Poems by the most eminent ladies of Great Britain and Ireland. Re-publ. from the collection of G. Colman and B. Thornton, with alterations


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49 ページ - I hear the solemn sound, Which midnight echoes waft around, And sighing gales repeat. Fav'rite of Pallas! I attend, And, faithful to thy summons, bend At Wisdom's awful seat.
179 ページ - farewell ! no more Shall Death disturb your mirthful hour : And farther, to avoid all blame Of cruelty upon my name, To give you time for preparation, And fit you for your future station, Three several warnings you shall have, Before...
96 ページ - Nor ease, nor peace, that heart can know, That, like the needle true, Turns at the touch of joy or woe; But, turning, trembles too.
179 ページ - Nor once perceived his growing old, Nor thought of Death as near; His friends not false, his wife no shrew, Many his gains, his children few, He...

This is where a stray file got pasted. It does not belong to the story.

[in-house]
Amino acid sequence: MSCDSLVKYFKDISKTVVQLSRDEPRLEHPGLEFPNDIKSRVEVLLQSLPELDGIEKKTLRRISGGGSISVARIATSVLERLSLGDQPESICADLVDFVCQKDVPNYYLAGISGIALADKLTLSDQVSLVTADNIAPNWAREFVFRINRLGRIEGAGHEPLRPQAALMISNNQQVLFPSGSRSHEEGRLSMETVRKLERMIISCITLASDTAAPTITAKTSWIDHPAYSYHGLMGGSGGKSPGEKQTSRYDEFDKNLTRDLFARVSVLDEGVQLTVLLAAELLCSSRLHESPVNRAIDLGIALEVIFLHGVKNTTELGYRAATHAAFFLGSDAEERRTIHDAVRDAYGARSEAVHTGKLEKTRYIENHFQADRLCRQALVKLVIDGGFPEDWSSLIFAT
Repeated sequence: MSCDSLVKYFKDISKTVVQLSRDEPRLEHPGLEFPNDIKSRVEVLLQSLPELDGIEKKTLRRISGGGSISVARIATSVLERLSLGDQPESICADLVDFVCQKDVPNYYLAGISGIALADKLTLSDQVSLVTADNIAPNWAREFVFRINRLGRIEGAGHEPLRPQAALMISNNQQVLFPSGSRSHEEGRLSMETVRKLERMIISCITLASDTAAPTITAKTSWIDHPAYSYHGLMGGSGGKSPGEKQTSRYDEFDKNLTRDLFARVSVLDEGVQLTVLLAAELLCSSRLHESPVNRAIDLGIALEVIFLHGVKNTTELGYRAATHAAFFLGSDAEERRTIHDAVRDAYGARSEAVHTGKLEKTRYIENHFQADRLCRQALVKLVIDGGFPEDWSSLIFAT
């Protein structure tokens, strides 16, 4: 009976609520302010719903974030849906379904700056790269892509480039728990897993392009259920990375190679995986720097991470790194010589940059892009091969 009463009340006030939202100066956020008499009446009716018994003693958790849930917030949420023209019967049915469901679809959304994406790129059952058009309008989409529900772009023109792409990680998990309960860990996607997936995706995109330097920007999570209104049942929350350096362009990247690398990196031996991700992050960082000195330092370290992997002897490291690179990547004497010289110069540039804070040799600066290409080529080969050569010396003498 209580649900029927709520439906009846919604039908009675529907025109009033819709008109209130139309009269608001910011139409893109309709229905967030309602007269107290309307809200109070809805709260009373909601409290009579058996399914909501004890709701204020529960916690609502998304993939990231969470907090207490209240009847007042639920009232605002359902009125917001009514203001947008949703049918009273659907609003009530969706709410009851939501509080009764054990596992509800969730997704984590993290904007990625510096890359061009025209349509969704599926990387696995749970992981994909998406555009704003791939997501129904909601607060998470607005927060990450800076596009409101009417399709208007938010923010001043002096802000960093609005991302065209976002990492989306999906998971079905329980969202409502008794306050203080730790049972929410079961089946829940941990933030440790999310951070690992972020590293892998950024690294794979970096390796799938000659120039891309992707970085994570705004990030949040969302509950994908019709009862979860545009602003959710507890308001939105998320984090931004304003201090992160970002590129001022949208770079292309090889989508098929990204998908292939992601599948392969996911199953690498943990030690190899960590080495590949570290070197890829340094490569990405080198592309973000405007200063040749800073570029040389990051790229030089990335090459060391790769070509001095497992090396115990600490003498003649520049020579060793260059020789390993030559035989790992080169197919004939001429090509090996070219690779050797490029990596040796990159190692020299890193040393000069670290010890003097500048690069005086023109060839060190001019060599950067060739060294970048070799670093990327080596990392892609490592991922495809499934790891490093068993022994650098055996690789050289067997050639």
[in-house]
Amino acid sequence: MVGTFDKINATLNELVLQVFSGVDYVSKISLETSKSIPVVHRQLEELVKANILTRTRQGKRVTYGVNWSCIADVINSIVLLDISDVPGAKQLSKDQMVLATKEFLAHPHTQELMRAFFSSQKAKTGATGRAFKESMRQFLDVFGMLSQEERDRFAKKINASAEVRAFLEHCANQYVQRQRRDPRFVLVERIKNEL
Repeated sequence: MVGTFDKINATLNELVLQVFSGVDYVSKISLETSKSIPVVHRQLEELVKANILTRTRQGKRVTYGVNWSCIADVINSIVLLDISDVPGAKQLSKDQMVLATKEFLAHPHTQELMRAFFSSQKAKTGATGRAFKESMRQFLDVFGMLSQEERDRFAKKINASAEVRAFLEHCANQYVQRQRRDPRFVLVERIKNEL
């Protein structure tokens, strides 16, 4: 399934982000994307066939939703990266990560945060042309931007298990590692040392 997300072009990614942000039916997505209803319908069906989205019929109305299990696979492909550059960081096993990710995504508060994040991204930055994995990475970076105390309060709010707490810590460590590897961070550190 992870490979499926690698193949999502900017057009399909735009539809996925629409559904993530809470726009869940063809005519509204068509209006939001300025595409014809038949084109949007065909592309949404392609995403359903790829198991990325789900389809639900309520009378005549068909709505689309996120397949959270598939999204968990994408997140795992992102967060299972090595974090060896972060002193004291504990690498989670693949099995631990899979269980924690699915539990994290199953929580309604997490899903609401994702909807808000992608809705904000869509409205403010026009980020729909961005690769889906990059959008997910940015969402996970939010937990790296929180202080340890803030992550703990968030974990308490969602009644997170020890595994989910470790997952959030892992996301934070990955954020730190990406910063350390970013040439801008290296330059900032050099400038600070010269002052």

179 ページ - Quit your sweet bride and come with me." " With you ! and quit my Susan's side...
29 ページ - But if thine unrelenting heart That slender boon deny, The cheerful light, the vital air, Are blessings widely given; Let Nature's commoners enjoy The common gifts of Heaven. The well-taught philosophic mind To all compassion gives; Casts round the world an equal eye, and feels for all that lives.
179 ページ - I'll quit my prey, And grant a kind reprieve ; In hopes you'll have no more to say ; But, when I call again this way, Well pleased the world will leave.
29 ページ - See TITIANA driving to the park! Hark ! let us follow, 'tis not yet too dark ; In her all beauties of the fpring are feen, Her cheeks are rofy, and her mantle green. PATCH. See TINTQRETTA to the opera goes!
49 ページ - That breathes no wild desires : But taught by thy unerring rules, To shun the fruitless wish of fools, To nobler views aspires.
96 ページ - Oh, hafte to fhed the facred balm! My fhatter'd nerves new firing; And for my gueft, ferenely calm, The nymph, Indifference, bring. At her approach, fee Hope, fee Fear, See Expectation fly ; And Difappointment in the rear, That blafts the promis'd joy. The tear which pity taught to flow, The eye fhall then difown: The heart that melts for others woe, Shall then fcarce feel its own.